Walla Walla High School has over 25 active student-organized clubs, but until last year there was no Gay-Straight Alliance.
Senior Gabe Gonzales and juniors Tegan Coleman and Rosa Tobin knew that their school lacked a unified safe space for GLBTQ-identified students. Last September, the three students came together to create the resource they felt their school community was missing.
GSAs are found at many high schools across the United States, with the official title coming from the Gay-Straight Alliance Network, which works to establish these clubs in high schools. These groups serve as a support network and unified voice for both members that identify as GLBTQ and those who are straight. Students spearhead the process, working to create the clubs, serve in leadership and plan events.
“We all had our own personal reasons, but overall we realized the school needed this,” co-founder Tobin said at their Oct. 1 meeting. “We knew there were people that could utilize it, especially because we are a conservative town. When you enter the door, we’re not going to ask you, â€˜are you gay, are you straight?'”
Though they knew resistance could potentially be found, the administration was supportive of the club. Student body officers and the administration must approve clubs at Wa-High, and these two groups, according to moderator Casey Monahan, easily accepted the proposal of a GSA. However, some members of the faculty had questions about the legitimacy or the necessity of having the club on campus.
“Our principal has always been supportive, but staff did approach him with questions,” said Monahan. “In a community like Walla Walla, there are going to be questions, but I haven’t encountered any outspoken opposition.”
Students have encountered resistance on a more personal level, including instances of bullying.
“We talked as a group on how to deal with that,” said Tobin.
At their Oct. 1 meeting, students made posters to advertise upcoming meetings and events. Last year, they encountered silent resistance from students at Wa-High when many of their posters mysteriously appeared ripped or torn away.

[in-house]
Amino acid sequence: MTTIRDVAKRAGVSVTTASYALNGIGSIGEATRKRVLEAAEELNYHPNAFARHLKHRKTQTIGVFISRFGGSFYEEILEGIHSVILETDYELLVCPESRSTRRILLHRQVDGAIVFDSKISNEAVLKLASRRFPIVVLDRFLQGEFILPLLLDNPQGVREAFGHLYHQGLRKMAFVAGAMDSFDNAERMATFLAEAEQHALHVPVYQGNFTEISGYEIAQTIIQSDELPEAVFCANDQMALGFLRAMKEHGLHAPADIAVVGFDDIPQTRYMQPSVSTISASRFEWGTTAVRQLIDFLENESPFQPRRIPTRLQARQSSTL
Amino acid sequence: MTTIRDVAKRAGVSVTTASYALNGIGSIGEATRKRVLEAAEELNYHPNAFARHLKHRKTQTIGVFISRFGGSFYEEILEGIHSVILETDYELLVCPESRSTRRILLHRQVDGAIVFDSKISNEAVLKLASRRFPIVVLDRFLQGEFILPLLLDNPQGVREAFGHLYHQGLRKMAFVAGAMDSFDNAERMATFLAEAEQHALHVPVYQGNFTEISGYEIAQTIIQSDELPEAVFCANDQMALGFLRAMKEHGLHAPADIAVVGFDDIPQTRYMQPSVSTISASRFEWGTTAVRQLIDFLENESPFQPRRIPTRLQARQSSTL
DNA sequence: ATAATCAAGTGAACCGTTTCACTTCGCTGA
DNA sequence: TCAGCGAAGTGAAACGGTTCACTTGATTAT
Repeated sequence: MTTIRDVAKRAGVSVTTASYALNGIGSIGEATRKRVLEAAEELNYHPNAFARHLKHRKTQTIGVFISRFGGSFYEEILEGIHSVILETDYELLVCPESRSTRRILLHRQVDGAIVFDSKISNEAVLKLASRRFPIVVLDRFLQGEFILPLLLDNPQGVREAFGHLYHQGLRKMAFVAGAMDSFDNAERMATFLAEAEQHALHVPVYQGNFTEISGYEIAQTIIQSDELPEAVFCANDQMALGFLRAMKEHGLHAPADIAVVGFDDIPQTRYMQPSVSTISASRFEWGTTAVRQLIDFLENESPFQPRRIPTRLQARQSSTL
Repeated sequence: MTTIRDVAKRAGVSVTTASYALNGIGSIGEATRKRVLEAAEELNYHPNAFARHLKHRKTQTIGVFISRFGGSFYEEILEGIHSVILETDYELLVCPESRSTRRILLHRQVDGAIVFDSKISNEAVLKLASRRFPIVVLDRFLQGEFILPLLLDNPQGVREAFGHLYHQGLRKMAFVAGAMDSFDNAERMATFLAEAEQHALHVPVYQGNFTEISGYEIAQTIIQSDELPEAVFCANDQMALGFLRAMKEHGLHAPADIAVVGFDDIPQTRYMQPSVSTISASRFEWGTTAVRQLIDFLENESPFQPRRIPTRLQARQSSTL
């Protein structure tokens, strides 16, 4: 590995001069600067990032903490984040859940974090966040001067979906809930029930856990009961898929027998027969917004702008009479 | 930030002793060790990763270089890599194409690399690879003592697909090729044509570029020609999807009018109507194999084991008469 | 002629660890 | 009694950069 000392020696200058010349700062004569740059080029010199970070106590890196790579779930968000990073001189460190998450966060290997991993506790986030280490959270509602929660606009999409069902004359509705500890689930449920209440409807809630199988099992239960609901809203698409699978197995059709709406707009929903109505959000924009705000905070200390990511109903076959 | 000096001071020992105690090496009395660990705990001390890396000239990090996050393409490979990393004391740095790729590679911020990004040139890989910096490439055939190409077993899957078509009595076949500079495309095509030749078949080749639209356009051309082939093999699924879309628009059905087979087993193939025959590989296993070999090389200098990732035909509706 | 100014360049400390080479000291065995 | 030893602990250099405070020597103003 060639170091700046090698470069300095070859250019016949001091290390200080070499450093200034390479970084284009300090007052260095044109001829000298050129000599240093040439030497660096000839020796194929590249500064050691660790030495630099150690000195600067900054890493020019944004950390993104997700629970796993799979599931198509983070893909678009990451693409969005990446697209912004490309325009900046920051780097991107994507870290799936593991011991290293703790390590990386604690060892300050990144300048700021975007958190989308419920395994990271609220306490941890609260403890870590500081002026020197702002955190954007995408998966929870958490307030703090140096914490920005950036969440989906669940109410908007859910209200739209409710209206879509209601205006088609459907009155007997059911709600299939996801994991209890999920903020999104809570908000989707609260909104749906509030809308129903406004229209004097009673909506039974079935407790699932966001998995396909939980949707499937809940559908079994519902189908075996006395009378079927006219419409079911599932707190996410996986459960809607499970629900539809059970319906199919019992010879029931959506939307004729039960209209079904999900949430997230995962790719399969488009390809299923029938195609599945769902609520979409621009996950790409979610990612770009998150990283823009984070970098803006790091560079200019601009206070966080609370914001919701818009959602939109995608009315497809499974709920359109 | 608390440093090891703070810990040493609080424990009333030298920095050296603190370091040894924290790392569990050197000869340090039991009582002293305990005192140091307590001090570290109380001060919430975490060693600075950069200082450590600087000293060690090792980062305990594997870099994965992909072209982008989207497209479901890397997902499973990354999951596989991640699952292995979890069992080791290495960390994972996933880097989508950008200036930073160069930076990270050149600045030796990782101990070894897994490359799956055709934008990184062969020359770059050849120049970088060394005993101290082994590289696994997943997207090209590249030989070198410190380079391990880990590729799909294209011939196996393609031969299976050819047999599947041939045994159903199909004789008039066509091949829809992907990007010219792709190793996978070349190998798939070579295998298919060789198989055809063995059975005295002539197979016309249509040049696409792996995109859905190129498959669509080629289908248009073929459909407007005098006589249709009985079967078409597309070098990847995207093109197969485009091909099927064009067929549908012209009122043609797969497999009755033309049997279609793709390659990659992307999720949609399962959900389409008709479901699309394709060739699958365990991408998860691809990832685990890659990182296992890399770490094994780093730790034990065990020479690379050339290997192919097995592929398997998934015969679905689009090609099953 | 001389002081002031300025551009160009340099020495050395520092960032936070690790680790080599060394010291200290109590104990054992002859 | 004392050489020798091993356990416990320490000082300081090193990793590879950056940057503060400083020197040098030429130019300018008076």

“We were prepared to see posters ripped down, but it was still hard,” said Coleman, co-president with Tobin. This year, they are ready to fight back and have instituted a policy of ‘Poster-ception,’ according to member Malcom Gabbard. Posters will now go up in multiple stacks, so if a student decides to rip one down, he or she will be met by another waiting under it.
Though these challenges occurred last year, the club has strong student support.
“We probably had 50 people at our first meeting last year,” said Coleman.
The GSA hopes to become more involved with Whitman’s groups pertaining to issues within the GLBTQ community, including Coalition Against Homophobia and the GLBTQ group on campus. Groups like Wa-High’s GSA can be extremely beneficial to youth questioning their sexuality, according to GLBTQ president Evan Griffis.
“It’s important to have a social support group for teenagers who are queer or questioning,” said Griffis. “I think specifically in Walla Walla, you can feel isolated because it is kind of a conservative place, but having that group on campus is really important.”
The GSA is not the only place for GLBTQ Walla Walla youth to express themselves. Triple Point, a program run through the Children’s Home Society of Washington, sponsors many activities for GLBTQ teens in Walla Walla, including dances and other social activities.
Last year, the GSA sponsored the Day of Silence, where students did not speak for a school day in support of students who have experienced bullying, and a No Name-Calling Day, with students writing down names they’ve been called and throwing them away. Both of these were in coordination with the Gay, Lesbian and Straight Education Network (GLSEN) to raise awareness.
The club has offered Safe Zone posters to teachers, indicating that a room is a safe place for expression, modeled after those found at Whitman, according to Tobin and Monahan. They’re planning to do these events again this year, in addition to meeting twice a week as a club.
As an advisor, Monahan positively expressed her feelings towards her students and Walla Walla.
“I’m proud of my students, and I’m proud of our community,” she said.